Story | 22 Mar, 2017

World Water Day: IUCN video highlights key success factors for sustainable shared water resources management

A new video on the importance of transboundary cooperation for equitable and sustainable water resources development was launched today by IUCN, on the occasion of World Water Day. Through the perspectives of civil society organisation (CSO) representatives, the “Engaging CSOs, improving water resource management” video looks at what key stakeholders view as key success factors towards effective shared water resources management.  

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Sunset at the Brahmaputra, a transboundary river that flows through China, Bangladesh and India.

Photo: © IUCN/ AJM Zobaidur Rahman

The video was produced as part of the BRIDGE Ganges-Brahmaputra-Meghna (BRIDGE GBM) project, an initiative launched by IUCN Asia in 2016, and supported by The Asia Foundation, to develop a regional civil society organisation vision for cooperative transboundary water resource management in the Ganges-Brahmaputra-Meghna River Basin shared by Bangladesh, Bhutan, China, India and Nepal.

As the “Engaging CSOs, improving water resource management”  video shows, over 620 million people depend on the Ganges-Brahmaputra-Meghna river basin, home to many different rare and endangered fish species, for their survival

Due to high population pressure, climate change-related risks and a lack of shared water resources management practices/frameworks, sustainable water resources management in the region faces many challenges. BRIDGE GBM sets out to tackle these challenges by unifying and facilitating the cooperation of CSOs in the GBM basins to improve their engagement in transboundary water management issues.

The video also highlights a workshop held in November 2016 which brought together CSO representatives from the five GBM countries to discuss various water management technical issues, including existing international legal and institutional frameworks for shared water resources management and the current context for cooperation in the GBM basin.

Through role-playing exercises, participants had the opportunity to negotiate transboundary water management issues in a fictive country scenario by applying concepts and principles learned during technical sessions.  They will then use the newly acquired knowledge to develop a joint vision for the sustainable management of the shared waters of the GBM basin.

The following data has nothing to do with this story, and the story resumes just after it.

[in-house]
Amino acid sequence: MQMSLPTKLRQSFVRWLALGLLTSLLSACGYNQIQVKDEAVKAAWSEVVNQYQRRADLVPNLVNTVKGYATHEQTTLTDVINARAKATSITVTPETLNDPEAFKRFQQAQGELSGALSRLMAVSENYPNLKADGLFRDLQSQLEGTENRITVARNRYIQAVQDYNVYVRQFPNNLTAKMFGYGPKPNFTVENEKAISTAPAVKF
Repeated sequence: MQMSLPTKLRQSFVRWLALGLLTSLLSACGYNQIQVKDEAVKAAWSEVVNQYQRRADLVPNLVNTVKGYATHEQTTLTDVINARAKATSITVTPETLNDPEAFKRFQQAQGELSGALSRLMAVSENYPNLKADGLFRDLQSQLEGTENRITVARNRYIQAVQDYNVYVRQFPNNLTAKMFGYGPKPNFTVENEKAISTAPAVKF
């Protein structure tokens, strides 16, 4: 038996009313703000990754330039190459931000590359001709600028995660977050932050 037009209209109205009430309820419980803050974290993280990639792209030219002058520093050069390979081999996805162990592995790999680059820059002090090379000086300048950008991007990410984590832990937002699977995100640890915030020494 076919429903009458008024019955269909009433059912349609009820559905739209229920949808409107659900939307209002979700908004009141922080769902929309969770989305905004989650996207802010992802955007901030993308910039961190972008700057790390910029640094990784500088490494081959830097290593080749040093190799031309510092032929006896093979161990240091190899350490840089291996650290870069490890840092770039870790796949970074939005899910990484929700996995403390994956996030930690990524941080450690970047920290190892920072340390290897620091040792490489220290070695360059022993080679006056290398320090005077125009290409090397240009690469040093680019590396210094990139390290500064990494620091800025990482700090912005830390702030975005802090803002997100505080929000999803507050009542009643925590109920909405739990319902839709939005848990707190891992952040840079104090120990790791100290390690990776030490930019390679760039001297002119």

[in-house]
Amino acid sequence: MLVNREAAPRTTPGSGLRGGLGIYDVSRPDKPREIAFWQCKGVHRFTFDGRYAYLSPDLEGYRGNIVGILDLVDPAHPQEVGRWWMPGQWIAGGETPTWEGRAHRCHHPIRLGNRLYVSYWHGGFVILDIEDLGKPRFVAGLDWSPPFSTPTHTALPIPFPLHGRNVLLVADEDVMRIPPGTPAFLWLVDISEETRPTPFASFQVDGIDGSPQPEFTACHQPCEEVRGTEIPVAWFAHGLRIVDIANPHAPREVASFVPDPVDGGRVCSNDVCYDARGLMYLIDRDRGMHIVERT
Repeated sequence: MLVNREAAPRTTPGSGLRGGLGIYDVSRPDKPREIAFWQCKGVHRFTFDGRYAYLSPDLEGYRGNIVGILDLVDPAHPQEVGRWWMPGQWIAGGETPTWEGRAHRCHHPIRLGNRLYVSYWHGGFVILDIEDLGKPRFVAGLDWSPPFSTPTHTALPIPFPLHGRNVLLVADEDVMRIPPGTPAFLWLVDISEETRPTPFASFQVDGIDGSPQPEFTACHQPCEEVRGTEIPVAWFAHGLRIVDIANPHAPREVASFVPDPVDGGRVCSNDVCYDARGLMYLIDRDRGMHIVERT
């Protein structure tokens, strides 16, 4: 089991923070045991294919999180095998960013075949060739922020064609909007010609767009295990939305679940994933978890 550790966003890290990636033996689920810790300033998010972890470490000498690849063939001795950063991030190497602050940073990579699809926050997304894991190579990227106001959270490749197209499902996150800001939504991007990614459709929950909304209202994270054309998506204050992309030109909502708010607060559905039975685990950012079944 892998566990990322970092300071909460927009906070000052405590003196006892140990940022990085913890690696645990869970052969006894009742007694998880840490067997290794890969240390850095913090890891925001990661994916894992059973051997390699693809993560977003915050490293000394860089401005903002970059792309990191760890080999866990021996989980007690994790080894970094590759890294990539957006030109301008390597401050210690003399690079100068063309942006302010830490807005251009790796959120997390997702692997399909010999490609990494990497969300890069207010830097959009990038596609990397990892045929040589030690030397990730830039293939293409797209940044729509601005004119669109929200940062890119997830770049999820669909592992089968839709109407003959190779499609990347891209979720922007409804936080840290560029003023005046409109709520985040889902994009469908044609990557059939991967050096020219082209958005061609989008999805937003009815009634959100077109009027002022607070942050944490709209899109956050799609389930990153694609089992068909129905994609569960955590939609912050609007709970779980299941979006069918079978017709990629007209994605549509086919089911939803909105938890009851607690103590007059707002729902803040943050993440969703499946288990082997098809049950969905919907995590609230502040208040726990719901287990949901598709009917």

“By supporting the development of benefit-sharing mechanisms, joint planning, and establishing transboundary water management institutions, IUCN Asia seeks to foster long-term changes on how shared river basins are currently managed and protected.  An inclusive and multi-level governance approach, with a focus on engaging CSOs, is central to BRIDGE’s work,” said Raphael Glemet, Senior Programme Officer, Water and wetlands, IUCN Asia.

Regional cooperative frameworks, including those that BRIDGE will help establish, will enable countries to manage their water resources responsibly, in ways that would not have any transboundary impact on other countries.

This year’s theme for World Water Day is “Wastewater”. This is a particularly important theme because functional wastewater management is necessary for the maintenance of water sustainability across the world.

The BRIDGE GBM project falls under the umbrella of the global Building River Dialogue and Governance (BRIDGE) programme, in which IUCN, in partnership with the IUCN Global Water Programme and the IUCN Environmental Law Commission, is implementing in fourteen trans-boundary basins in three regions across the globe. In Asia, the BRIDGE approach focuses on enhancing governance capacities in the GBM and Mekong basins.

The BRIDGE (Building River Dialogue and Governance) project aims to build water governance capacities through learning, demonstration, leadership, and consensus-building in trans-boundary hotspot river basins. Facilitated by IUCN and financed by the Water Diplomacy Programme of the Swiss Agency for Development and Cooperation (SDC), BRIDGE is a multi-regional project, implemented in 14 river basins located in South America, Meso-America, Africa and Asia. In Asia, the BRIDGE project focuses on the 3S Basins (Sekong, Sesan and Sre Pok rivers shared by Cambodia, Vietnam and Lao PDR) as well as the GBM Basin (Ganges-Brahmaputra-Meghna rivers shared by Bangladesh, Bhutan, China, India and Nepal. The BRIDGE GBM project is supported by The Asia Foundation. The projects have provided opportunities for dialogue and training on hydrodiplomacy, and produced data and studies to support technical discussion for stakeholders from different sectors and levels.